-- Hebrews 10:24-25
I’m writing this because a thirteen-year-old called my cell phone at ten o’clock last night. Had he not done so, I would surely be doing something else. But he called. So, here I am.

This requires some explanation. Let me back up.

Several weeks ago, following a sermon on investing in eternal things, my Ever-Lovin’ Wife (ELW) led our small group in a prayer exercise.
We were to ask God if there was something He wanted us to invest in, either with our time or our money, and then to listen for His response. I closed my eyes, took a deep breath, and began to pray silently.

Instantly, I knew what God wanted me to do.
He wanted me to write. Devotionals, blogging, curriculum, sermons…my books. He wanted me to invest in writing for Him.

I felt anxious, agitated.
“But God,” I replied, “I don’t have time to write. If I were to do that, I’d have to give up some of my relaxation time. I’d have to watch less TV! You know how much TV means to me!”

Looking back on it, this reply seems somewhat childish and awfully silly.
But in that moment, it seemed true. I had been convicted by the Holy Spirit to do something that I had no desire to do, and I felt angry that God would even ask. By God’s grace, I shared this experience with my small group and asked them to pray that God would change my heart.

Weeks went by, and despite my small group community’s prayers and encouragement, still no writing.
But I could sense God softening my heart toward the idea. I went from loathing at the thought of it, to begrudging acceptance that it was a good idea, to some sort of vaguely eager anticipation of it. I even came up with a plan for how writing might occur. Each night after putting ELW to bed (I’m still tucking her in after twelve years of marriage), I would spend the next hour writing. It was specific, measurable, and not overly ambitious. In other words, it was perfect.

Except for one thing.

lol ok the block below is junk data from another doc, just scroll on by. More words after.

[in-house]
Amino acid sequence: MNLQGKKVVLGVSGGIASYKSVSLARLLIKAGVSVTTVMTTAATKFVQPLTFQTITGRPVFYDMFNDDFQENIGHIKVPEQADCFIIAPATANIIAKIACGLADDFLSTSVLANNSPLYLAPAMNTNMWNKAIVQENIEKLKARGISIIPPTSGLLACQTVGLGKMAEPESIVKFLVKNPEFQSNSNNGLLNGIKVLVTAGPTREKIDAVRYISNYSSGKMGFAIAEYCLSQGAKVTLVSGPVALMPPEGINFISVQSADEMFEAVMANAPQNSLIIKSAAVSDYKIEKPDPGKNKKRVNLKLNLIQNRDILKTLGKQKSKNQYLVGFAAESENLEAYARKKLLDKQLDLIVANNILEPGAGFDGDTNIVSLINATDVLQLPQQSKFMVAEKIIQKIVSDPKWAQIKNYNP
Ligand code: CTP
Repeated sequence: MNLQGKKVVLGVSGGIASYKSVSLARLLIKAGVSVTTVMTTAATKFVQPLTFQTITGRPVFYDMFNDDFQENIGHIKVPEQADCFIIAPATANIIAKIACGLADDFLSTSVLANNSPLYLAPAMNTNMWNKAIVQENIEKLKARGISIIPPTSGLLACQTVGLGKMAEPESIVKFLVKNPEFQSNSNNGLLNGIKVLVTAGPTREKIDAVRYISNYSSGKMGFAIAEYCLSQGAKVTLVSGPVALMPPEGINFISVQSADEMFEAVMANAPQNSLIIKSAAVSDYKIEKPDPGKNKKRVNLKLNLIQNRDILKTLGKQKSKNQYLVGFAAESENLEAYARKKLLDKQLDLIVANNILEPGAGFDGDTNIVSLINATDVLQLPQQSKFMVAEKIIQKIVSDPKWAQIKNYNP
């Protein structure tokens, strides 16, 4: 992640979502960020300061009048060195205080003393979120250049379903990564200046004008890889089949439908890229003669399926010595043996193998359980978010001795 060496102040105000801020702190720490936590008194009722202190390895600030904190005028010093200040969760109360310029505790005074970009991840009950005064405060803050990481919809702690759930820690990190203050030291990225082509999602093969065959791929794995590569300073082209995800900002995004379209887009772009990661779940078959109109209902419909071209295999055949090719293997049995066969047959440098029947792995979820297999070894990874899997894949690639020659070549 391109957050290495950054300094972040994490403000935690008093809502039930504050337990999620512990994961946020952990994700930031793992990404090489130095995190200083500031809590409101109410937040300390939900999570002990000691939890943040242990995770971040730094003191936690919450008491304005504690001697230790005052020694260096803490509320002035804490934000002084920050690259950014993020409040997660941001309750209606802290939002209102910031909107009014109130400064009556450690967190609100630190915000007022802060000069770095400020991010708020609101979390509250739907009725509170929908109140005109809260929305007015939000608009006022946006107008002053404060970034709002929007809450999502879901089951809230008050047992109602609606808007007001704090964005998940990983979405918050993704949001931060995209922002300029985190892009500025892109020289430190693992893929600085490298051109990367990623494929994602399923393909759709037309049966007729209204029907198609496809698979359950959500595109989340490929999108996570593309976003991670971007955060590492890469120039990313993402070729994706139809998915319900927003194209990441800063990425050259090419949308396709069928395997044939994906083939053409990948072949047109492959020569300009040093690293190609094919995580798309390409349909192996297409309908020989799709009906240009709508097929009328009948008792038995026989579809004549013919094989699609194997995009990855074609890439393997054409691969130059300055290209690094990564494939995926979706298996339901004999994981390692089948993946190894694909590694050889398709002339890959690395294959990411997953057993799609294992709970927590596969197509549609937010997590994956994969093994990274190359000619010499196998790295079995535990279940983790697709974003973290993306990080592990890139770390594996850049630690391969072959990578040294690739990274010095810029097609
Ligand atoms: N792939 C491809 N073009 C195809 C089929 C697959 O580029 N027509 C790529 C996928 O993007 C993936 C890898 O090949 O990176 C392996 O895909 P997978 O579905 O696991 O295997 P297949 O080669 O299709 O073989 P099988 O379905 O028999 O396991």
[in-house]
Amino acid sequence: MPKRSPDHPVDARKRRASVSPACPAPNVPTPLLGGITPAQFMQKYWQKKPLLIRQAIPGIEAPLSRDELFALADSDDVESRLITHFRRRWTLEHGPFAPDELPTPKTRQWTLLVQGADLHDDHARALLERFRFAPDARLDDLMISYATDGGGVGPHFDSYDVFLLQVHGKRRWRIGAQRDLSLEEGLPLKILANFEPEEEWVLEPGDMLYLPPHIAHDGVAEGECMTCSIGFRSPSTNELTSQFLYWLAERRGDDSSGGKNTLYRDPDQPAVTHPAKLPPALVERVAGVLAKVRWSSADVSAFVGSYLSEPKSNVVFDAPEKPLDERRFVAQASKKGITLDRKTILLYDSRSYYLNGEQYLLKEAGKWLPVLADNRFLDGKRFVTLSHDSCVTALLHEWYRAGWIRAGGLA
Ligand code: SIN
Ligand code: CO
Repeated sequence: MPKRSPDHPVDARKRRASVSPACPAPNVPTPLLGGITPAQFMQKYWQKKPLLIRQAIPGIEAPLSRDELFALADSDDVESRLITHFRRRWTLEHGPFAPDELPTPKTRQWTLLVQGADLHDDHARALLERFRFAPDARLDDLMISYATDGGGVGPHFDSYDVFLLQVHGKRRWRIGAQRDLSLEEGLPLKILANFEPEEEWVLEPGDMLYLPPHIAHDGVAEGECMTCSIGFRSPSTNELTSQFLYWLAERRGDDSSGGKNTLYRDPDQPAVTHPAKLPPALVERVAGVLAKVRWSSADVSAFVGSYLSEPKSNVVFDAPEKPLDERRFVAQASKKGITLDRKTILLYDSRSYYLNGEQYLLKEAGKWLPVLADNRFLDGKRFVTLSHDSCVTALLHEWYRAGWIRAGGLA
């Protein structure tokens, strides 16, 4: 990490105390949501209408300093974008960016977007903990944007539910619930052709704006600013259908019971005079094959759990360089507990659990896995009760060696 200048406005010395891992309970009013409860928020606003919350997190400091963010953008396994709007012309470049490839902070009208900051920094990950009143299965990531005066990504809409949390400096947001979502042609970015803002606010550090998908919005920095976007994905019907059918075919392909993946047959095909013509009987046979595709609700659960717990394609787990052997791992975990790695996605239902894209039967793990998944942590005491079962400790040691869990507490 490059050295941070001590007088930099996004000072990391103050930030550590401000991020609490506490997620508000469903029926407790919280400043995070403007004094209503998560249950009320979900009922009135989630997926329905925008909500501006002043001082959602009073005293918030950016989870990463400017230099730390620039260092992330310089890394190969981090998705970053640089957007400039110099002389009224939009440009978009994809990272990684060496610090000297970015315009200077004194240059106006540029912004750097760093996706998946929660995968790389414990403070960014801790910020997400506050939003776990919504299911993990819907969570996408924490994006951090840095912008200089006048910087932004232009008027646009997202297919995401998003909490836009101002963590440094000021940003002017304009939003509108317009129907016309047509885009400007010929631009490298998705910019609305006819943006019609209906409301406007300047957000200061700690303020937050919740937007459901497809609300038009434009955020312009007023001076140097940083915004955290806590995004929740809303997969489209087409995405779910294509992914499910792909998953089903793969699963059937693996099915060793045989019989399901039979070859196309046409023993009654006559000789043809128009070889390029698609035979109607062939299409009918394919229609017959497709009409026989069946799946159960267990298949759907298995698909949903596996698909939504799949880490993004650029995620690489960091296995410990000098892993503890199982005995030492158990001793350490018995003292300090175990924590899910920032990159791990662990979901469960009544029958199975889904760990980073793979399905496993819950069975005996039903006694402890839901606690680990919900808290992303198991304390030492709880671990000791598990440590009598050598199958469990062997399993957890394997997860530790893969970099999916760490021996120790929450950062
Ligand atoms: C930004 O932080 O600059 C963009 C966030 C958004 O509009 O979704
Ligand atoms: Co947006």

I didn’t do it.

Enter my thirteen-year-old friend, Tyler Crane.
Tyler is in the 8th grade guys small group that I lead at church. Last weekend several folks from our youth group, including Tyler and me, attended a local Summer Camp in the foothills. There, we heard a message on Ephesians 5:15-16 about making the most of the short time we have on earth, spending it doing things with eternal ramifications. Again, God brought my writing to mind. I mentioned this conviction with my 8th grade guys, both during our car ride home and at youth group this week, in an effort to model transparency. But God had more in store.

After youth group, Tyler came up to me and said, “So, your plan is to write after your wife goes to bed each night?”

“That’s right,” I said.

“So, what time does she go to bed?"

“Oh, between 9:30 and 9:45 I suppose.”

"So…if I called you at 10:00, you should be writing when I called, right?”

I hesitated.
I could see where this was going. “Yeah, I guess that’s right.”

I’ll call you tonight.”

And he did.
At 10pm. On the dot.

I answered, “Hi, Tyler.”

Three words came back in response: “Are you writing?”

That was last night.
I did write last night, though I was working on a Seminary project, and as my wonderful ELW reminded me this evening, God did not tell me He wants me to invest more time in getting my homework done.

And so tonight, I’m writing this.

I’m writing this to say that I now have a real life example of what the author of Hebrews means when he commands us to “spur one another on.”
Spurring is aggressive encouragement. Help that can’t be ignored. A ten o’clock phone call to find out if you’re writing. That’s being spurred on. That’s love.

I’m writing this to say that while God filled the powder keg of inspiration and conviction that has led me to write, it was Tyler Crane who lit the match.
(Tonight, I was three paragraphs in when he called. I don’t know what I’ll be in the midst of tomorrow night, but I know I’ll be writing something!)

I’m writing this to ask you if someone in your life needs this kind of spurring on.
Maybe you need it yourself. For me, being spurred on is a nightly phone call and a simple question. What would it look like for you, or for the ones you love?

Because, if we’re honest, we all have times in our lives when what we really need is for someone to call us and ask, “Are you writing?”